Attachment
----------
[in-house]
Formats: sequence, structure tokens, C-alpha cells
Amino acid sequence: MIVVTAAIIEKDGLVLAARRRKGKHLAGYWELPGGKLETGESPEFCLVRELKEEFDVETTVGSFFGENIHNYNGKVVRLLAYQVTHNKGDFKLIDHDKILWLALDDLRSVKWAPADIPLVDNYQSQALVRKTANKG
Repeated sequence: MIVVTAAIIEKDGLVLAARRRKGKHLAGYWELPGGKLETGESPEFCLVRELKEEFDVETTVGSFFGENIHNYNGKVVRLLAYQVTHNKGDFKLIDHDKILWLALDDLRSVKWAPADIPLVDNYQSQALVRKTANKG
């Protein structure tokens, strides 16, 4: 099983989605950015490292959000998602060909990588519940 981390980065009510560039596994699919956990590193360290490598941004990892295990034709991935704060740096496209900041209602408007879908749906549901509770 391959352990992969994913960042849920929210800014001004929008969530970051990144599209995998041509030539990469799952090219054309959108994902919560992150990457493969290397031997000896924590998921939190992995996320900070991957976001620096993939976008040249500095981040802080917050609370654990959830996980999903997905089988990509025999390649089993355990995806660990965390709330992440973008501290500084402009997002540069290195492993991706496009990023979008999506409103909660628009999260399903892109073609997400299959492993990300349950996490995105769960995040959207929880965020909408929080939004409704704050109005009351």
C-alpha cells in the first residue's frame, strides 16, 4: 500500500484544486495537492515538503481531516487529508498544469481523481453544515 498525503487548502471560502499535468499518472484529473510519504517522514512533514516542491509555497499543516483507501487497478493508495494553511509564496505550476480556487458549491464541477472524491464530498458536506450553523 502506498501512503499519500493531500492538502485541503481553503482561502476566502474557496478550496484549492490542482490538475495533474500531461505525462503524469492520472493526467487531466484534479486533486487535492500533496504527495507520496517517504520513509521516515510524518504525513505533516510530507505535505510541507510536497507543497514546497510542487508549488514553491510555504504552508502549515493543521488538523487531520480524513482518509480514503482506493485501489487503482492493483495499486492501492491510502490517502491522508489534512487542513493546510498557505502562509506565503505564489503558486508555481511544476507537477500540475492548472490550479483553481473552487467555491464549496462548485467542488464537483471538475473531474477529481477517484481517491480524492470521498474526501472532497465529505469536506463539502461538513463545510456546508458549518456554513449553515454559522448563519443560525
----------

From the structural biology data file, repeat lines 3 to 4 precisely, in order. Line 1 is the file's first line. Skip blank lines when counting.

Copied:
Amino acid sequence: MIVVTAAIIEKDGLVLAARRRKGKHLAGYWELPGGKLETGESPEFCLVRELKEEFDVETTVGSFFGENIHNYNGKVVRLLAYQVTHNKGDFKLIDHDKILWLALDDLRSVKWAPADIPLVDNYQSQALVRKTANKG
Repeated sequence: MIVVTAAIIEKDGLVLAARRRKGKHLAGYWELPGGKLETGESPEFCLVRELKEEFDVETTVGSFFGENIHNYNGKVVRLLAYQVTHNKGDFKLIDHDKILWLALDDLRSVKWAPADIPLVDNYQSQALVRKTANKG